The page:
Home-based reach-to-grasp training for people after stroke is feasible: a pilot randomised controlled trial

A.J. Turton*, P. Cunningham, F. van Wijck, H.J.M. Smartt, C.A. Rogers, C.M. Sackley, S. Jowett, S.L. Wolf, K. Wheatley, P. van Vliet

*Corresponding author for this work

Research output: Contribution to journalArticlepeer-review

15 Citations (Scopus)


OBJECTIVE: To determine feasibility of a randomised controlled trial (RCT) of home-based Reach-to-Grasp training after stroke.

DESIGN: single-blind parallel group RCT.

PARTICIPANTS: Residual arm deficit less than 12 months post-stroke.

INTERVENTIONS: Reach-to-Grasp training in 14 one-hour therapist's visits over 6 weeks, plus one hour self-practice per day (total 56 hours). Control: Usual care.

MAIN MEASURES: Action Research Arm Test (ARAT), Wolf Motor Function Test (WMFT), pre-randomisation, 7, 12, 24 weeks post-randomisation.

RESULTS: Forty-seven participants (Reach-to-Grasp=24, usual care=23) were randomised over 17 months. Reach-to-Grasp participants received a median (IQR) 14 (13,14) visits, and performed 157 (96,211) repetitions per visit; plus 30 minutes (22,45) self-practice per day. Usual care participants received 10.5 (5,14) therapist visits, comprising 38.6 (30,45) minutes of arm therapy with 16 (6,24) repetitions of functional tasks per visit. Median ARAT scores in the reach-to-grasp group were 8.5 (3.0,24.0) at baseline and 14.5 (3.5,26.0) at 24 weeks compared to median of 4 at both time points (IQR: baseline (3.0,14.0), 24 weeks (3.0,30.0)) in the usual-care group. Median WMFT tasks completed at baseline and 24 weeks were 6 (3.0,11.5) and 8.5 (4.5,13.5) respectively in the reach-to-grasp group and 4 (3.0,10.0), 6 (3.0,14.0) in the usual care group. Incidence of arm pain was similar between groups. The study was stopped before 11 patients reached the 24 weeks assessment.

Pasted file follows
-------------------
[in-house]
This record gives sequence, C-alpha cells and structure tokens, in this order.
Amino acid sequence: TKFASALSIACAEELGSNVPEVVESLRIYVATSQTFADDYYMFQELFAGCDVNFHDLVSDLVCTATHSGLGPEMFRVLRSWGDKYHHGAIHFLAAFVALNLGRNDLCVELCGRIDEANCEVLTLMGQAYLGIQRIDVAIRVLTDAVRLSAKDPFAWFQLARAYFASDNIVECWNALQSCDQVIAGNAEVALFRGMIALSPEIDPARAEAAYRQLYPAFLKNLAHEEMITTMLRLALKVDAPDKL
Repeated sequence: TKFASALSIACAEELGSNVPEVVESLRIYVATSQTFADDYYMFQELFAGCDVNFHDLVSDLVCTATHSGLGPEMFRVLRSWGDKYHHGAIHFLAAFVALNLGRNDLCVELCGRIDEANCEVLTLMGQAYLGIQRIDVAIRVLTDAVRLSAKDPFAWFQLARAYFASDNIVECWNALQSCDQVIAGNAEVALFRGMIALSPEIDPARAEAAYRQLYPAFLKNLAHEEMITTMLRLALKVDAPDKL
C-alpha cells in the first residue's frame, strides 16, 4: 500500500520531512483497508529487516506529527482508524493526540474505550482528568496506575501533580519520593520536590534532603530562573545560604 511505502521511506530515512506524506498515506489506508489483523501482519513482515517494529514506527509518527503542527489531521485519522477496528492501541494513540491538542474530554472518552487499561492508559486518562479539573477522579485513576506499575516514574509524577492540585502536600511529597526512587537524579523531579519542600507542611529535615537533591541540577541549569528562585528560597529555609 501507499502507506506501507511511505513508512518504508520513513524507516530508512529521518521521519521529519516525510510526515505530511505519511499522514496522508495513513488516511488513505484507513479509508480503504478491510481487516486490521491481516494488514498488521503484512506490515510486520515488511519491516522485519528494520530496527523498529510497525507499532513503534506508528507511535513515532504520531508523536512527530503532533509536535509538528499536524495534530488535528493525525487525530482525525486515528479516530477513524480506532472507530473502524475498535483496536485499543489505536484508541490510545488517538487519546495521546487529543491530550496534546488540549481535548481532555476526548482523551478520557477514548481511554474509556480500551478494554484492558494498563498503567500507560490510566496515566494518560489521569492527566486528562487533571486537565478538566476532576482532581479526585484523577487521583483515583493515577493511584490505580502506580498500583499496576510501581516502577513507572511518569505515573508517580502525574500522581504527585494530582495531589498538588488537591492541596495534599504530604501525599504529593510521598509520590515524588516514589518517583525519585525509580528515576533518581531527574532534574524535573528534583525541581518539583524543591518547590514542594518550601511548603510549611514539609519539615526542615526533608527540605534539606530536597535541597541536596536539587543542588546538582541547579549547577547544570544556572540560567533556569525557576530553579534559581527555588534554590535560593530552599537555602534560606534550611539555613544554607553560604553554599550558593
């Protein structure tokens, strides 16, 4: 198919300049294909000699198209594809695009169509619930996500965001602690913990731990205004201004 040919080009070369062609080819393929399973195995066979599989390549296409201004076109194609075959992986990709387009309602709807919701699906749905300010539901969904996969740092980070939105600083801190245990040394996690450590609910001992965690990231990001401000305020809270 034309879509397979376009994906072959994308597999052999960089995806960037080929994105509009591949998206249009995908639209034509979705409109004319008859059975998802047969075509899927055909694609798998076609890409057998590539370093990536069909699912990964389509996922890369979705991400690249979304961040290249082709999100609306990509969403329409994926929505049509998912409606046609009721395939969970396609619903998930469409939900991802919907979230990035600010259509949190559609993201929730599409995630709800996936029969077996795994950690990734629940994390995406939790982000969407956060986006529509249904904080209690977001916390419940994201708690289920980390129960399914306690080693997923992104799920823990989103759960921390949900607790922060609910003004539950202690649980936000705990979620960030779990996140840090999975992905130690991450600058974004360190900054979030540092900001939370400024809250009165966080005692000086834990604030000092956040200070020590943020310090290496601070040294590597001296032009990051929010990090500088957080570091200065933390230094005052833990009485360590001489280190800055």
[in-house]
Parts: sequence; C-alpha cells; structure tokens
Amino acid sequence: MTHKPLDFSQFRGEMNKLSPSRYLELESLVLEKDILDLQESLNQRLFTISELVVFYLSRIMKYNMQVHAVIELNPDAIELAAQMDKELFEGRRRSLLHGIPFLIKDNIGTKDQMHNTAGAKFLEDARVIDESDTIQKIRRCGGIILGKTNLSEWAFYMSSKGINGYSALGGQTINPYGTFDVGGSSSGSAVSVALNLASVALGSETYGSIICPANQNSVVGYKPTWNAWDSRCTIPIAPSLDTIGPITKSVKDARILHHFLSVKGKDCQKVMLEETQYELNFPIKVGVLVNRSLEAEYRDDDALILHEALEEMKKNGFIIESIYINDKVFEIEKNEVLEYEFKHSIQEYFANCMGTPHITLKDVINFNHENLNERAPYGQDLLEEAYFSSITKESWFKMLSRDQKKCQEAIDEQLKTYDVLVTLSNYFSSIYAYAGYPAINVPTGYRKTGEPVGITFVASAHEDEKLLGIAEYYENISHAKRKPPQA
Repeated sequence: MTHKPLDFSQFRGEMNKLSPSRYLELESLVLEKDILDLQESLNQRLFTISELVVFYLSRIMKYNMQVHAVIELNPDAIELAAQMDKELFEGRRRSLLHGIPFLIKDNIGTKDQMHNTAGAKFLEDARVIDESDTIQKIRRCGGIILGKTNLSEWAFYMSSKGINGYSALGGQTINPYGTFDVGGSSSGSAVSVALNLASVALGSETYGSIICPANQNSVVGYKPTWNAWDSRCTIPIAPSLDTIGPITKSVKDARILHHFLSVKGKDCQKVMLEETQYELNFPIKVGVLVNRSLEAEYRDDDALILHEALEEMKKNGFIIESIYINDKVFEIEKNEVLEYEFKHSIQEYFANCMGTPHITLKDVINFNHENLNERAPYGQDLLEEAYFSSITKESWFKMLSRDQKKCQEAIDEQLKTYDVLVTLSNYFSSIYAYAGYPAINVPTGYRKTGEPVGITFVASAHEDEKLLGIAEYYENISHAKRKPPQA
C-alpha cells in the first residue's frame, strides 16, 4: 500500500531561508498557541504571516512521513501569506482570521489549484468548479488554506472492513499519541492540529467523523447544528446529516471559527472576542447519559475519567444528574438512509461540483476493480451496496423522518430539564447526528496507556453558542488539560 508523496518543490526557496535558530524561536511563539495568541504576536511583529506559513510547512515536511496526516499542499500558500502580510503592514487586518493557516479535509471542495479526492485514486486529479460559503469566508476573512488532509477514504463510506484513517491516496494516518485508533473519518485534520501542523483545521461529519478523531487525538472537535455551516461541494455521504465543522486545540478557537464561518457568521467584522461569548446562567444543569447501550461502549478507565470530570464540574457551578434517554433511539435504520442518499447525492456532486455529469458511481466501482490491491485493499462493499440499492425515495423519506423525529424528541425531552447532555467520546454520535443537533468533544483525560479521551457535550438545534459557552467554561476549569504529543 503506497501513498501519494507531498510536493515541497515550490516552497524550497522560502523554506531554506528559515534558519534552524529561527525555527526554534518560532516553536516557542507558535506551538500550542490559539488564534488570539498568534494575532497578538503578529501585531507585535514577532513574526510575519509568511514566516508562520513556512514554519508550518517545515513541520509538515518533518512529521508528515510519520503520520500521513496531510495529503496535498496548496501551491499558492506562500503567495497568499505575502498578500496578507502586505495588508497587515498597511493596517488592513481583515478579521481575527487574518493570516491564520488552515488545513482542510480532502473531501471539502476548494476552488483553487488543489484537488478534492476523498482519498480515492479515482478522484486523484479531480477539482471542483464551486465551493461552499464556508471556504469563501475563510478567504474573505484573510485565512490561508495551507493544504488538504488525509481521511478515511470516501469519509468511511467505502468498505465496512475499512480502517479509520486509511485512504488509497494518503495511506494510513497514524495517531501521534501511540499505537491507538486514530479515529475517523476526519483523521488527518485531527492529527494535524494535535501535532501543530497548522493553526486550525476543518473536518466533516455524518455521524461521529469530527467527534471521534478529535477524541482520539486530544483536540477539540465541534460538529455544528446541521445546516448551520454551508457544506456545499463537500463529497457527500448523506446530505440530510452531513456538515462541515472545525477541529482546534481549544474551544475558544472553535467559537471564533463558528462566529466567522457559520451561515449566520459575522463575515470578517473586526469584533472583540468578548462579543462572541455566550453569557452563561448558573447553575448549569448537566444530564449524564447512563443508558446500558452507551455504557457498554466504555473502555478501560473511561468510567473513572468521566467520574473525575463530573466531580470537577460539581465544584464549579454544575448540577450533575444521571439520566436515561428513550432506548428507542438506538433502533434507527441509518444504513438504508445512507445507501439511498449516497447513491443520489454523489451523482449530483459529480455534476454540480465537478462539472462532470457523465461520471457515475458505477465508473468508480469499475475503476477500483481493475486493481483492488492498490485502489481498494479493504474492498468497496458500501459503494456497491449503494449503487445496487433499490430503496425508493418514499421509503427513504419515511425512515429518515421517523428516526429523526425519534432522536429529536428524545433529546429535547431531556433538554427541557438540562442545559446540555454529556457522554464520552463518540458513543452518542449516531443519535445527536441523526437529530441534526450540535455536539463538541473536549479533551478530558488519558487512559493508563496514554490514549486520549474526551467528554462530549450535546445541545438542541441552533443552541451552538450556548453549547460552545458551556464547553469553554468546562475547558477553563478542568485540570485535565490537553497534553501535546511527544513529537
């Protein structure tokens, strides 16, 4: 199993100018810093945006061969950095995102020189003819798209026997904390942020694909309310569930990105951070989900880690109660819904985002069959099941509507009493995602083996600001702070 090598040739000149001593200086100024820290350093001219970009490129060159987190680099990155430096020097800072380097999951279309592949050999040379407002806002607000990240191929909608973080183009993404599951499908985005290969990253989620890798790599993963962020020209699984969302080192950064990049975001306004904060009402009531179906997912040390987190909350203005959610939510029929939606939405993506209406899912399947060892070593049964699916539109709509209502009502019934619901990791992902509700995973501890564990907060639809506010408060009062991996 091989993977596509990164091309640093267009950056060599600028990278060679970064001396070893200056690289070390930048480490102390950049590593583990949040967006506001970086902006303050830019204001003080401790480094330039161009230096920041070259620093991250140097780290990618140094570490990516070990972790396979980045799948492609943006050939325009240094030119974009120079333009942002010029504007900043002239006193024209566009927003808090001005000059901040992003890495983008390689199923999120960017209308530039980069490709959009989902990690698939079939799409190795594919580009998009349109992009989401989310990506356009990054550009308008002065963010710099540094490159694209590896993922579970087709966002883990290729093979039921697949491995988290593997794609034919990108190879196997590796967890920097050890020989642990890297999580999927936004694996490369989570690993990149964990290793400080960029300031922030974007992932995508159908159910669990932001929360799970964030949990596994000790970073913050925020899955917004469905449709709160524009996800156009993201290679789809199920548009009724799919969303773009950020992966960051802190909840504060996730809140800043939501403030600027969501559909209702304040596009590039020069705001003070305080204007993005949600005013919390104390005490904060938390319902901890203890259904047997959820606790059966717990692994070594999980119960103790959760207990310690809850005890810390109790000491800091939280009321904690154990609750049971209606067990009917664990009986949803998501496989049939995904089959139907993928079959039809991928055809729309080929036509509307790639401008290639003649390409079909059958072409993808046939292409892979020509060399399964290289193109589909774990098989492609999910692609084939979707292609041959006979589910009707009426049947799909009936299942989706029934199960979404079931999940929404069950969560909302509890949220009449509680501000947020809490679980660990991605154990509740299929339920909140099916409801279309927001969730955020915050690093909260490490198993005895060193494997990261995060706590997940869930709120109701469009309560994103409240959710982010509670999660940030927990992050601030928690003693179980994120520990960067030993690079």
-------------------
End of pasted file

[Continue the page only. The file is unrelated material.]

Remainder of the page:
CONCLUSIONS: An RCT of home-based Reach-to-Grasp training after stroke is feasible and safe. With ARAT being our preferred measure it is estimated that 240 participants will be needed for a future two armed trial.

Original languageEnglish
Pages (from-to)891-903
Number of pages13
JournalClinical Rehabilitation
Issue number7
Early online date28 Jul 2016
Publication statusPublished - 1 Jul 2017


  • activities of daily living
  • aged
  • exercise therapy/methods
  • female
  • follow-up studies
  • hand strength/physiology
  • home care services/organization & administration
  • humans
  • male
  • middle aged
  • pilot projects
  • risk assessment
  • single-blind method
  • stroke/diagnosis
  • stroke rehabilitation/methods
  • treatment outcome
  • upper extremity (arm)
  • hand function
  • randomized controlled trial
  • home rehabilitation
  • Stroke

ASJC Scopus subject areas

  • Rehabilitation
  • Physical Therapy, Sports Therapy and Rehabilitation


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